North American financial services firms are expected to ramp up their marketing efforts next year by developing do-it-yourself financial improvement apps inspired by behavioural economics research and powered by artificial intelligence (AI), according to Mintel Comperemedia, a subsidiary of London-based market research firm Mintel Group Ltd.

“Mirroring recent changes in the health-care, self-help and diet industries, advancements in financial wellness will gain some much needed momentum and more and more consumers will find comfort in having control over their own financial situations,” says Lily Harder, vice president of research with Mintel, in a statement.

“We predict that do-it-yourself financial wellness will pave the way for financial services marketing to focus on a more holistic, customer-centric message that brings financial products into every aspect of the customer journey,” she adds.

The challenge for marketers, the report says, is getting consumers to adopt mobile-centric tools. With growing concerns over cybersecurity, consumers may be slow to embrace new apps that require private information.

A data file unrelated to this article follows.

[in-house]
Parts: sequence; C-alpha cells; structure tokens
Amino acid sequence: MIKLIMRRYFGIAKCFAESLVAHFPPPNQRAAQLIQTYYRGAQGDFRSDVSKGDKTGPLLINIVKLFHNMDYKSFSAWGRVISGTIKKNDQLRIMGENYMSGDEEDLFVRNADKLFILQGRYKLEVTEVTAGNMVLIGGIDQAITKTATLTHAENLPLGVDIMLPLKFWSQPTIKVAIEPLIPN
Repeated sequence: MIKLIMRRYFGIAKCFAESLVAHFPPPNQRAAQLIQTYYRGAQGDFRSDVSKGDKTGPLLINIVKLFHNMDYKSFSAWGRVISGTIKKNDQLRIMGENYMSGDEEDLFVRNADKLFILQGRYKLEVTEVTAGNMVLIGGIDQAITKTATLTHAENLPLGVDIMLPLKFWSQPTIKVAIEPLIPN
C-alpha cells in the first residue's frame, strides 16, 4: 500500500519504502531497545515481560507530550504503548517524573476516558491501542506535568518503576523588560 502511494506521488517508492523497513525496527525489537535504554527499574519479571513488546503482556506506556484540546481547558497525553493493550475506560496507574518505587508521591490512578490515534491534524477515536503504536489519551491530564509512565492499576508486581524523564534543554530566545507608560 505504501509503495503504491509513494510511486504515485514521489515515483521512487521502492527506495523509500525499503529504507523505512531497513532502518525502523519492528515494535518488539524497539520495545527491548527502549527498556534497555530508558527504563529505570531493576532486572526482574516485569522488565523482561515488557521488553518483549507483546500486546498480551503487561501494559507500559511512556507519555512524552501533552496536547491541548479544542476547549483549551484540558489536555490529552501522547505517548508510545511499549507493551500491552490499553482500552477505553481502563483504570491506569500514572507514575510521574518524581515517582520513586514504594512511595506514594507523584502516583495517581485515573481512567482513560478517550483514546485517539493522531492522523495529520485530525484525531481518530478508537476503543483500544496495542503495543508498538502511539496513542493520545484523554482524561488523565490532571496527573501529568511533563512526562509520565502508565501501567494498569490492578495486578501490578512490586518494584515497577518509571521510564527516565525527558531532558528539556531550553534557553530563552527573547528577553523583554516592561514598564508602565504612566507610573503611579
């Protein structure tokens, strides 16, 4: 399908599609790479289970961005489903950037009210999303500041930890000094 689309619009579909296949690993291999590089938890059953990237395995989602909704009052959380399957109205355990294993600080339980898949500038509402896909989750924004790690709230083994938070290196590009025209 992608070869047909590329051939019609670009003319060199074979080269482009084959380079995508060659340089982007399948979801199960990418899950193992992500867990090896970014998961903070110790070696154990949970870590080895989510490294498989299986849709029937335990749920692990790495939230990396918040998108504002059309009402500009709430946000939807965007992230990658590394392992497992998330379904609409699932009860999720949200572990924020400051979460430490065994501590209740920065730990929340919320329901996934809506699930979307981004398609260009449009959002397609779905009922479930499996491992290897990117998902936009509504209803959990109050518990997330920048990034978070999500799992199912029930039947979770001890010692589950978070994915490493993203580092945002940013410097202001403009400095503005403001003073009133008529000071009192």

That said, 77% of Canadian consumers who have used a mobile money management app say they like it, the report says, and 31% of U.S. consumers aged 22 to 39 said they would be more motivated to use mobile banking or use it more often if there was a budgeting feature that tracks spending.

As for mobile trends already in action, the report cites Toronto-based Royal Bank of Canada’s 2017 launch of NOMI Insights and NOMI Find and Save, two digital services that use AI to help consumers manage their finances and spending. The report also highlights Toronto-based Bank of Nova Scotia’s MomentumPlus, a digital savings account launched in August that helps consumers save for multiple things at once.

Mintel expects an increasing number of financial services institutions to create similar solutions to help clients manage their finances and develop better savings habits.

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